All three women the novel focuses on in turn have passion, determination, and talent. Their lives are complex, and their characterization three-dimensional - not even neglecting the villain/anti-hero of the piece. Though their lives span different eras and troubles, there are parallels between the stories of all three. Each want something they cannot have; one thirsts for perfection and power, one for love and an independent life, and one for family and freedom. But despite their various wishes, each story meshes well with her compatriots. For each, life is full of unexpected twists and surprises - and those, usually out of their control. One is doomed by the choices of her parents; another by the capriciousness of a spoiled King; and another by the harsh retribution of a vicious nobleman. In each disparate arc, the loves and lives desired by Charlotte/Margherita/Selena are lost in favor of power, revenge, or dark magic. I couldn't pick a favorite from the three of them - all of them are compelling and interesting, and all of their stories demand attention.
The court of Versailles and the water-world of Venice are the most described locations (the homes of Charlotte and Margherita respectively), and they are exquisitely well-rendered. Set in the time of Louis XIV, the Sun King, for Charlotte's tale, Versailles, and occasionally Paris, create the perfect backdrops for her story of religious, romantic and independence struggles. Romantic, oppressive, and opulent, Charlotte's frustrated endeavors to control her own life in the time of a divine despot provide a nice dichotomy to the supreme will Louis exerted over his people, and his court in particular. Venice is another supremely romantic city, and one that lends itself well to the beautiful but deceptive stories of the other two characters. There is more than meets the eye to the tales of these characters, as the settings chosen more than illustrate.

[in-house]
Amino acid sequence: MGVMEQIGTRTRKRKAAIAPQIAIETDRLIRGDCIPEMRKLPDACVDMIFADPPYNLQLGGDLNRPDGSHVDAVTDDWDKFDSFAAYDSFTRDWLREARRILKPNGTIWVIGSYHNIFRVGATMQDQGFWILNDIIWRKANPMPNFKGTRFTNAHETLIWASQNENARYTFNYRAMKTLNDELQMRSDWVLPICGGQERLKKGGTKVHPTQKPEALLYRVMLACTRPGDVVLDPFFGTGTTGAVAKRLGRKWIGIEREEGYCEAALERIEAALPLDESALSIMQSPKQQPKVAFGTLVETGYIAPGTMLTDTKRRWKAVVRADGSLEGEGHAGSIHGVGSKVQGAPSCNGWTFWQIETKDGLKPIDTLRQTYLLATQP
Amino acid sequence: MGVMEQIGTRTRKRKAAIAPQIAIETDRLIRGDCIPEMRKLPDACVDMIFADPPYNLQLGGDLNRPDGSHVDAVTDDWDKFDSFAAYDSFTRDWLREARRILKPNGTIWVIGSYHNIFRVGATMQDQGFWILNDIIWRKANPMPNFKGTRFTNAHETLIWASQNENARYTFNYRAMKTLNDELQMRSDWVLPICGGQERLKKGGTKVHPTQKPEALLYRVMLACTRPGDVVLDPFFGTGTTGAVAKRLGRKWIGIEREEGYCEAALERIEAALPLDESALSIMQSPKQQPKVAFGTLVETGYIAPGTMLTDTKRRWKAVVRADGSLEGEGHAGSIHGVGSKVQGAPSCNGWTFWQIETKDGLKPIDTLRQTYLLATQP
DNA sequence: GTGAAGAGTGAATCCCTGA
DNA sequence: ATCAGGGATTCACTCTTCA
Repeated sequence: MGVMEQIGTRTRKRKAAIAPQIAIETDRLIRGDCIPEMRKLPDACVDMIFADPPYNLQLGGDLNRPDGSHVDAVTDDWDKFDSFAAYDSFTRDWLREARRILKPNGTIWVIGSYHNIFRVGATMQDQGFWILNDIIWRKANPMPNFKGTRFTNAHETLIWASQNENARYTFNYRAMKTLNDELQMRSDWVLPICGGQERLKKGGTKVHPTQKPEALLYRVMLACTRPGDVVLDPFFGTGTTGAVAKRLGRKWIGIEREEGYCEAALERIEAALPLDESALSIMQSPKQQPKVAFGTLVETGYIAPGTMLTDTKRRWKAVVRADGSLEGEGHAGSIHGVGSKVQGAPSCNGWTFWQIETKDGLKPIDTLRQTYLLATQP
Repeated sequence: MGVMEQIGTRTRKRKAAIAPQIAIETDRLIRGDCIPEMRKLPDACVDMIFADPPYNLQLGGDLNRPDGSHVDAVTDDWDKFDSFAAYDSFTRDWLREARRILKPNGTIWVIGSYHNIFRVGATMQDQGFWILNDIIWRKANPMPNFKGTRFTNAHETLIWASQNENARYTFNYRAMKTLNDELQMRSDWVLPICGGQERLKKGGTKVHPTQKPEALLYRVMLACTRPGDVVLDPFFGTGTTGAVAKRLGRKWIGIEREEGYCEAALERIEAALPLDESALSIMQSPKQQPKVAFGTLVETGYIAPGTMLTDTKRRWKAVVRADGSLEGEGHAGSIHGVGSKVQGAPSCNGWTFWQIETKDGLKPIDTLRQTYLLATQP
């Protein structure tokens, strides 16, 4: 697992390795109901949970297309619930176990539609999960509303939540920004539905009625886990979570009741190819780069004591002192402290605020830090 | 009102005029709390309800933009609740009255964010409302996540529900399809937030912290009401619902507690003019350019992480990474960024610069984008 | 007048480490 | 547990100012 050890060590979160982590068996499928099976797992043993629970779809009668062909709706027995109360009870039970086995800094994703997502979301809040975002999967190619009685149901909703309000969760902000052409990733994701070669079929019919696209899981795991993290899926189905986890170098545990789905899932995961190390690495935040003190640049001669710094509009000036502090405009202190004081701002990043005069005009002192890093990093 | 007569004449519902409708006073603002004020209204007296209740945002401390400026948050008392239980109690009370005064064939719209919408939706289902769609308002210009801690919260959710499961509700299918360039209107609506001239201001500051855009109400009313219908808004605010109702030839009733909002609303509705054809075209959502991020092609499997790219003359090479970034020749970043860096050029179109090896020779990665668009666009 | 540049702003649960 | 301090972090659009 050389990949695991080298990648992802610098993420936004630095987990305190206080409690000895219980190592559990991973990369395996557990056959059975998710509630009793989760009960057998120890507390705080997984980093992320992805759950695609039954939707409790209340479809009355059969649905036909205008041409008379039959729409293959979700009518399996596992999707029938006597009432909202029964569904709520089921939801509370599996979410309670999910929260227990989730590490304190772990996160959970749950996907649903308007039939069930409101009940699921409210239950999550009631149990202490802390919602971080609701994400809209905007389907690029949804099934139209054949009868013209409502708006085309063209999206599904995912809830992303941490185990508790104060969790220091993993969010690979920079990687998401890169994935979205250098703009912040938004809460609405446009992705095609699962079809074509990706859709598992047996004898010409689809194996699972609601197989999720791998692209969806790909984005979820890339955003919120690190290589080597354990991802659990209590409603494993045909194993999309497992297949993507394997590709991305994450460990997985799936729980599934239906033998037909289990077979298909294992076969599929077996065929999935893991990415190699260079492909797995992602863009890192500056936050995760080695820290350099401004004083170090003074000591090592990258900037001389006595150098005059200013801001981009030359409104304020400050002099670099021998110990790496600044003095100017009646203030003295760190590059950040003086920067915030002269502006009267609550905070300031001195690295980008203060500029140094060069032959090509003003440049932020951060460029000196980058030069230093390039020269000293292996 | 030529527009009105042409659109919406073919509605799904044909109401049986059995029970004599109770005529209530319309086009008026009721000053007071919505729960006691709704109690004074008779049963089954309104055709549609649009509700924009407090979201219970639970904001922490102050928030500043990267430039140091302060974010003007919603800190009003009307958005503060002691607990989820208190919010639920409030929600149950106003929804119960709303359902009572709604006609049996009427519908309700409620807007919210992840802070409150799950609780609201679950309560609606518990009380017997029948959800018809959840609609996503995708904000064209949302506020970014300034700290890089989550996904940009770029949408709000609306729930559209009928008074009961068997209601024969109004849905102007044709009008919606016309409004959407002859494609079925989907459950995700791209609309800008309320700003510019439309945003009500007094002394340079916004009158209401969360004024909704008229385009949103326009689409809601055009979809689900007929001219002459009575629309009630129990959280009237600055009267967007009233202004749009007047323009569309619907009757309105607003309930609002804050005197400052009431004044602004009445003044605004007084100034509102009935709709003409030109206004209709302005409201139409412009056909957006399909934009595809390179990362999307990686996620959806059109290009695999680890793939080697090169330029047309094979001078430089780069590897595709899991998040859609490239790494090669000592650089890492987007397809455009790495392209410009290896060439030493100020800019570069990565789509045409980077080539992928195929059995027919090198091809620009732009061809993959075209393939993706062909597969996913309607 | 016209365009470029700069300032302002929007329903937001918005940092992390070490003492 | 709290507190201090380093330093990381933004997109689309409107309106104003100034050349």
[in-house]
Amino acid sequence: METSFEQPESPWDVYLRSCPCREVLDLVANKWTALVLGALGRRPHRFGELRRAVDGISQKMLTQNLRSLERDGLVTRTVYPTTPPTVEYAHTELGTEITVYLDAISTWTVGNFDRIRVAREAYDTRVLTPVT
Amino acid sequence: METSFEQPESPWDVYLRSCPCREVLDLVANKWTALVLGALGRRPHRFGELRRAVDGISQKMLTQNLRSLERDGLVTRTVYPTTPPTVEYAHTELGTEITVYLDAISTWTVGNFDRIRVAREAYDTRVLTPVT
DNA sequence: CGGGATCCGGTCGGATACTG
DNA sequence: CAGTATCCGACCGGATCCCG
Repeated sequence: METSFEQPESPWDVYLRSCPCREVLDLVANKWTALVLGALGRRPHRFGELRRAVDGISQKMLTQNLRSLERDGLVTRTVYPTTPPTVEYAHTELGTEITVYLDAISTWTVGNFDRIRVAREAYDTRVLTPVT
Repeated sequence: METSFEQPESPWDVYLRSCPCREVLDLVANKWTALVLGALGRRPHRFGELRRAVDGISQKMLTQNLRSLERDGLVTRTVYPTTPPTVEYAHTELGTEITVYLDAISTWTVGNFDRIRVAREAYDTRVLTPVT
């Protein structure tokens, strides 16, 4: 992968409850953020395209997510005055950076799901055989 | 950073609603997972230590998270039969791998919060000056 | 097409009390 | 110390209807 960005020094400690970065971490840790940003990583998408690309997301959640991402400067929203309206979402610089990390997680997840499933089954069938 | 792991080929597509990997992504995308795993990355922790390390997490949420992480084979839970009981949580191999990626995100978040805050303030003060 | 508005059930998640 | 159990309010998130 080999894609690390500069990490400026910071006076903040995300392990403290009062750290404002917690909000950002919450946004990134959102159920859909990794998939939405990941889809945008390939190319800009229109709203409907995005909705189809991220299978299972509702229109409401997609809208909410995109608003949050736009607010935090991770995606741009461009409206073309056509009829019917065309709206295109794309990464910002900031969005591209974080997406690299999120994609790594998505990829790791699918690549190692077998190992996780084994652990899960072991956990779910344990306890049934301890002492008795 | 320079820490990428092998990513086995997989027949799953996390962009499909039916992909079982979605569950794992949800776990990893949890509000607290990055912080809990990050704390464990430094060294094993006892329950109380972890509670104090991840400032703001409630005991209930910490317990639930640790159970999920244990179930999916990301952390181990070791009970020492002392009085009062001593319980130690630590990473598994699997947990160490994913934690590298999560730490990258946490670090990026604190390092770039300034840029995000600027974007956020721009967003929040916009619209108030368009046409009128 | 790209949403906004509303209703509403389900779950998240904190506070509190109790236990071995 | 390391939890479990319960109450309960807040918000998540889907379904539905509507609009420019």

Clocking in at a respectable five hundred pages, Bitter Greens has some heft to it. Thankfully, Forsyth has the capability to keep interest high and the pace moving along. I was never bored, and I never wanted to put the novel down once I had cracked the cover. This is a book I finished in one day, though I kept trying to extend the time I spent with it. I would put it down, only to mull over the plotlines in my head until I had to pick it back up again to see where Kate Forsyth was going to take her characters. There were a couple twists that came into play later in the story, and though I called one, the other was a genuine and believable surprise.
Sadly, this seems to be a rather hard novel to get a hold of. So far, I've only found available copies for sale on FishPond - no listings on Barnes and Noble or Amazon. However, if there was a book worth that steep $30 price, this is it. If more copies become available, I plan to do a giveaway. But you can rest assured my own copy is never leaving my house. I'll need it for the several rereads I plan to do in the near future....more
This is a mess. I've long since grown out of most of my misguided, uneducated affection for Philippa GrRead This Review & More Like It On My Blog!
This is a mess. I've long since grown out of most of my misguided, uneducated affection for Philippa Gregory novels, but any lingering chances I will read her subsequent novels were firmly ended by this read. From beginning to end, this is a dull, vapid and uninvolving novel. Full of undeveloped, one-dimensional and just plain boring characters, with little to no plot to speak of, there's nothing to recommend about Changeling. It's a sloppy and anachronistic mess of a book, and one that doesn't leave much hope for the rest of this series. Simply and best put: Changeling is a disappointing mess, even for those who have grown inured to Gregory's ham-handed attempts to write historical fiction.
Changeling is supposedly the tale of two (very dry, very flat) protagonists, Luca Vero and his female counterpart of Isolde of Lucretili. It's hard to connect with these cardboard cutouts masquerading as characters, and even more difficult with their cliched background characters of Freize and Ishraq. I don't have anything to say about either protagonist; both Luca and Isolde failed to come to life as people, nor gave me cause to invest in their respective stories. There's no real "mystery" to anything that Luca investigates, nor is the "changeling" label ever fully explored by the author. It's mentioned maybe twice, and then... just dropped in favor of a ill-fated (and inauthentic) romantic plotline between two sets of characters.